The concept of the London Banking tour is to meet as many financial institutions in a quasi-formal and professional setting as possible in three days. Those banks, insurance companies and financial advisories are visited by a group of twenty-five Dutch speaking ambitious students in the final stage of their studies.
Upon arrival in London the Lloyd’s insurance company took the honor of being our first visited entity. Lloyd’s has a rich history that began with maritime insurances in the 18th century. From there on it had built a dynamic platform where they brought brokers and underwriters together and provide insurance for very specific risks and assets. It was really impressive to see how this one of a kind concept seemed to work great. It’s worth to look up their interesting business model.
Second in line was the EIB (European Investment Bank). It is an almost non-profit organization with the – for now – twenty-eight members of the European Union as shareholders. This made us apparently their bosses as their capital is made up of a portion of our taxes. They had a lot of interesting programs to offer us. Half-year projects, GRAD-programs and more. The informative social afterwards made our participation worthwhile as we could ask a variety of questions from the employee’s career paths to the Brexit. Thereafter we had some spare time to experience London’s attractions such as the Eye, Big Ben and some other checklist material. Later that evening we had a cozy dinner and some drinks disguised as teambuilding.
Now feeling like a team and comfortable with the banking environment, we arrived as a real unit of hands-on students at Mizuho. You likely are thinking, “Mi-what?” Mizuho is a Japanese bank with big plans. At the moment they are underwriting some of the most famous leveraged buyouts of this decade such as AB InBev. Their ambition is to grow their prominence outside of Asia and compete on the IPO market with the biggest US and UK banks. Here we were given our first case of the trip which focused on valuation and debt-financing in M&A which was structure after an actual deal they completed. The case was nice as we were broken up into smaller groups and given a Mizuho employee as a mentor for the case. Eventually our groups presented our results. In the end we were honestly impressed by their portfolio, the well-arranged welcome and the entire visit, in general, to Mizuho.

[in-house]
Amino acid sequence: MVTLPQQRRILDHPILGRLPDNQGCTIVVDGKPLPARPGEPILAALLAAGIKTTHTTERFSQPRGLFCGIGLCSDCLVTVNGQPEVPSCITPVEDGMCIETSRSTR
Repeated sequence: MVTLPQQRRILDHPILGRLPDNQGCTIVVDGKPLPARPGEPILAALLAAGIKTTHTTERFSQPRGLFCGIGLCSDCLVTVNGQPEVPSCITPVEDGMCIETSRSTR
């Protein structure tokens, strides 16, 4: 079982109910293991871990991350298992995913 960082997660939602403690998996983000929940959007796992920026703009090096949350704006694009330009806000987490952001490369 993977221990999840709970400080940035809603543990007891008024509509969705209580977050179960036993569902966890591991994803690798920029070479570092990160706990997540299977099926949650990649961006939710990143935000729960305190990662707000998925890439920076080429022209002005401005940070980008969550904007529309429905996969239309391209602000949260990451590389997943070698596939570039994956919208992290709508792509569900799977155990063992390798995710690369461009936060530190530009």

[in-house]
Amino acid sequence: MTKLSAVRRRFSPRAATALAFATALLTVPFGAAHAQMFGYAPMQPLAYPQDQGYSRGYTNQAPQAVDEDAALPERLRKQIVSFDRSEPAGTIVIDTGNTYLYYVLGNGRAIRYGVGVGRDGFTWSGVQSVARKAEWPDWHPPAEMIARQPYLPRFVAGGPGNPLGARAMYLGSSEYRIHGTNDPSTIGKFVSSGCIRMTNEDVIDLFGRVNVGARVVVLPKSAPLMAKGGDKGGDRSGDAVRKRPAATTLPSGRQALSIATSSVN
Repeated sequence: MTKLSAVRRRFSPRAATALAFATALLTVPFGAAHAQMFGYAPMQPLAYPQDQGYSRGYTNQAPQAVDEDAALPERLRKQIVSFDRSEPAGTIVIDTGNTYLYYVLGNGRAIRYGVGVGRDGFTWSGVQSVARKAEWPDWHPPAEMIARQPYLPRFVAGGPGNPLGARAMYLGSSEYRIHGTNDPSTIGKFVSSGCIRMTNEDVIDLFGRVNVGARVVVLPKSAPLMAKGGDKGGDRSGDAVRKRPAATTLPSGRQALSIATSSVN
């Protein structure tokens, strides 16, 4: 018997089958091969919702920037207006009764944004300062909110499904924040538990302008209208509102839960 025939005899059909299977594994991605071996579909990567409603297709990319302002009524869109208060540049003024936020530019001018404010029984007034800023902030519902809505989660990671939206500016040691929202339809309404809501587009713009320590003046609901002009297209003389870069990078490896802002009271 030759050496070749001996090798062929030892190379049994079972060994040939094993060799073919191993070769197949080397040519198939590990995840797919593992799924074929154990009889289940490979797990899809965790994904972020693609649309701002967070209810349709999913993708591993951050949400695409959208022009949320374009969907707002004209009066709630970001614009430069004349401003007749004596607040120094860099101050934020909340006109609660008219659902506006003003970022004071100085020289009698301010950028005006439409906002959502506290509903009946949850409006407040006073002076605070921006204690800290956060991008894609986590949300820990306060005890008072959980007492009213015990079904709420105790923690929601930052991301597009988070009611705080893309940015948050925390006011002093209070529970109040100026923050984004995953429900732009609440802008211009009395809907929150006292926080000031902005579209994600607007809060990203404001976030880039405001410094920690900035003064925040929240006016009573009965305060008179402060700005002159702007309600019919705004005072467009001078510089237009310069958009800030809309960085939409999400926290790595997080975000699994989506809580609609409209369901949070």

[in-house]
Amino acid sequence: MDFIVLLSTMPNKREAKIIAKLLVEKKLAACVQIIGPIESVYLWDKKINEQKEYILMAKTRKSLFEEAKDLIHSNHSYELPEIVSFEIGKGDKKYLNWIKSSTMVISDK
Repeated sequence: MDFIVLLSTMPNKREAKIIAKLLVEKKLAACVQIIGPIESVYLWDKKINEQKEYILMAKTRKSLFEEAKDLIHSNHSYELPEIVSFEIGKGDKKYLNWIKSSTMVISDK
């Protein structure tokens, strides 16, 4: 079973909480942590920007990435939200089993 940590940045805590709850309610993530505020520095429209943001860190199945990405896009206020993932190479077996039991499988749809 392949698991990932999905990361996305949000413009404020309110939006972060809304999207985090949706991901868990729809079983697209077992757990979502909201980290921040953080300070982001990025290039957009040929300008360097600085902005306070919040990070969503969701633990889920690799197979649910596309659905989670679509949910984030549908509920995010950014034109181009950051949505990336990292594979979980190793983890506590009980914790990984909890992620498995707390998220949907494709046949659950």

Within walking distance from Mizuho ,we arrived at BNP Paribas for our afternoon-program. An executive at the wealth-management department of BNP, who had earned some Risk-stripes himself, together with his colleagues shed some light on the newest trend in asset management, investing without a footprint. It means that you are doing good to the world, but still get some hard returns. A close partner with BNP called Impax, presented as well on how they choose companies to invest in based on an issue like human trafficking or deforestation. Afterwards we had chosen our new world-improving listed company to invest in and had to pitch it to the specialists. BNP also provided us with a social afterwards where we could have a drink and some snacks while picking the brains of the lecturers.
Unfortunately our time in London came to an end when we walked out of the impressive BNP-office. Overnight we were sailed back, harboring near Deloitte in Rotterdam. As we took some skills from our previous stops on the trip, our group approached our last M&A case with keenness. Afterwards, we were provided with a nice lunch where we could talk with current employees about their work life at Deloitte as well as enjoy the view of Rotterdam from the highest point in the Benelux region.
By the end of the amazing trip, we all had the feeling that we broadened our knowledge about financial institutions, learned some new skills and got handed multiple feasible job opportunities. After the rather intensive couple of days, we got on the train back to Groningen as one tired group of friends.
Written by the London Banking Committee